A Cursor is a database object that represents a result set and is used to manipulate data row by row. When a cursor is opened, it is positioned on a row and that row is available for processing.

For example, you can use a single UPDATE statement to update many rows of data. There are times when you want to loop through a series of rows a perform processing for each row. In this case you can use a cursor.

Syntax for Declaring Cursor

-- Syntax
DECLARE <CURSOR_NAME> CURSOR FOR SELECT <COLUMN_NAME> FROM <TABLE_NAME> WHERE <CONDITION>

Example for Declaring Cursor
-- Example
DECLARE INFO_CURSOR CURSOR FOR SELECT * FROM INFO WHERE ID >
After declaring the cursor we can access the data. Before accessing the
data of the cursor it must be opened by using open statement. Directly
following a successful opening, the cursor is positioned before the first row
in the result set.

Example for Opening Cursor
--Syntax
OPEN <CURSOR_NAME>
--Example
OPEN INFO_CURSOR
After opening cursor on a specific row in the result set with the fetch
statement. A fetch operation transfers the data of the row into the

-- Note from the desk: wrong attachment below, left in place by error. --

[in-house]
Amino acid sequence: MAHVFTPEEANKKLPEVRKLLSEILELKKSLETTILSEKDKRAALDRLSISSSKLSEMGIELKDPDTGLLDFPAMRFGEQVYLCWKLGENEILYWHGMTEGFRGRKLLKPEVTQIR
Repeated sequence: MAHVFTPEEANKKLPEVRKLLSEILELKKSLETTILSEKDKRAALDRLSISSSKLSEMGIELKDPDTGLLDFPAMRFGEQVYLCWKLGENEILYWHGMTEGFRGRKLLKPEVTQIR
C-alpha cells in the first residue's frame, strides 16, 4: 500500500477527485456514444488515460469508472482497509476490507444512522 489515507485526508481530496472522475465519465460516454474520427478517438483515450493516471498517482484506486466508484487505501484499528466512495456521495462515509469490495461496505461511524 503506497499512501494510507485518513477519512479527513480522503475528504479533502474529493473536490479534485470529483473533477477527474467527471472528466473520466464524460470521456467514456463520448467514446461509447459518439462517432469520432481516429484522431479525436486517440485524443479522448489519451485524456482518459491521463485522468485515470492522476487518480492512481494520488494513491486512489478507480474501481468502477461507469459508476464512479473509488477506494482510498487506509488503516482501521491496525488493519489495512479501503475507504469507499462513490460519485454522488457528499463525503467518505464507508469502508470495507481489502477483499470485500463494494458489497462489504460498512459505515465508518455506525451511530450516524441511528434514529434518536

application. Simply we can say by using fetch statement we read one by
one row at a time in forward only by default.

Example for Fetching Cursor
--Syntax
FETCH <CURSOR_NAME>
--Example
FETCH INFO_CURSOR
Example for Closing Cursor
--Syntax
CLOSE <CURSOR_NAME>
--Exaple
CLOSE INFO_CURSOR
Example which demonstrate the use of Scrollable Cursor
This feature not available in SQL Server 2005. This is come from SQL Server
2008 and 2012
declare cur_std scroll cursor for select * from student --Declare a cursor named cur_std
open cur_std -- Open the cursor
fetch next from cur_std -- Fetch next records in the cursor and display it
fetch absolute 3 from cur_std  --Fetch 3 records in the cursor
fetch prior from cur_std --Fetch previous record in the cursor

 

  Modified On Sep-18-2014 01:24:04 PM

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